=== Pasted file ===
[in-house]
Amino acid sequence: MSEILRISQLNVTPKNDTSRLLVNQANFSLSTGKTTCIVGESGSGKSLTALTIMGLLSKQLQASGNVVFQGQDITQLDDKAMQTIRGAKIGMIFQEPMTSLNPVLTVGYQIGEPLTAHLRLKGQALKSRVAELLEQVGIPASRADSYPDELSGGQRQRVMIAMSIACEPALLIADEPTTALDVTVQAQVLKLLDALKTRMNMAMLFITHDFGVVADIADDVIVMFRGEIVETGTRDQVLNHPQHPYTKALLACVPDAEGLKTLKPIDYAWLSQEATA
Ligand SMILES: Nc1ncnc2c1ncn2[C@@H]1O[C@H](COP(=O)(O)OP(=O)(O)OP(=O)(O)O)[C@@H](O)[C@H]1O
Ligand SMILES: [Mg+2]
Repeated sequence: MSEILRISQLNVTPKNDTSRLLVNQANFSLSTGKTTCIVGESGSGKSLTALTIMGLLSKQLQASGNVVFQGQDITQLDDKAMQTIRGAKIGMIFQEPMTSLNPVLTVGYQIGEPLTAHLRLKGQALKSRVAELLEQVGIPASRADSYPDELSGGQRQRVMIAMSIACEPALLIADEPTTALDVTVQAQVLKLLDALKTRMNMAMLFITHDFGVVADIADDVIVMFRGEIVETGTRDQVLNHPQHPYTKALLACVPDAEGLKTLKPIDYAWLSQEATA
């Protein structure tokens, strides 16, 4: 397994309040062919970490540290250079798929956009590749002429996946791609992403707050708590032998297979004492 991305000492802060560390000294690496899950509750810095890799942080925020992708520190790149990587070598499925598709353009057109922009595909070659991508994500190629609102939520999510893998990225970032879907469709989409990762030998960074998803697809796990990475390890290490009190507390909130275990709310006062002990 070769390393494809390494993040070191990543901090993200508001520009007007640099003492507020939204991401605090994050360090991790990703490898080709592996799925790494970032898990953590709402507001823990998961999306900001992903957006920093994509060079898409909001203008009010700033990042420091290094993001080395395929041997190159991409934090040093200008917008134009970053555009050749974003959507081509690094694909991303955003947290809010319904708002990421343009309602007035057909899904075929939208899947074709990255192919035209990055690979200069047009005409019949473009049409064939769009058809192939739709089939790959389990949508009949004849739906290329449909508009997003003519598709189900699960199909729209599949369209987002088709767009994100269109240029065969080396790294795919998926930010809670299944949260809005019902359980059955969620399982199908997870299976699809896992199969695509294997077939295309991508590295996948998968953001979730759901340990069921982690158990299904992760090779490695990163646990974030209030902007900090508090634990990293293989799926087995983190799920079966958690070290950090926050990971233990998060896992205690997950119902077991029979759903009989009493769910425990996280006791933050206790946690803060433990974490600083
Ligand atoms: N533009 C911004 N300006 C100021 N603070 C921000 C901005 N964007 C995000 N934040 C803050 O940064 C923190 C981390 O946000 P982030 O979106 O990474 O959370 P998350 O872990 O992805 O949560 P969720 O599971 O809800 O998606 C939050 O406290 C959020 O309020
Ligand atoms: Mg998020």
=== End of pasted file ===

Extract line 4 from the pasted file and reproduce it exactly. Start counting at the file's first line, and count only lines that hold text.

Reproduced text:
Ligand SMILES: [Mg+2]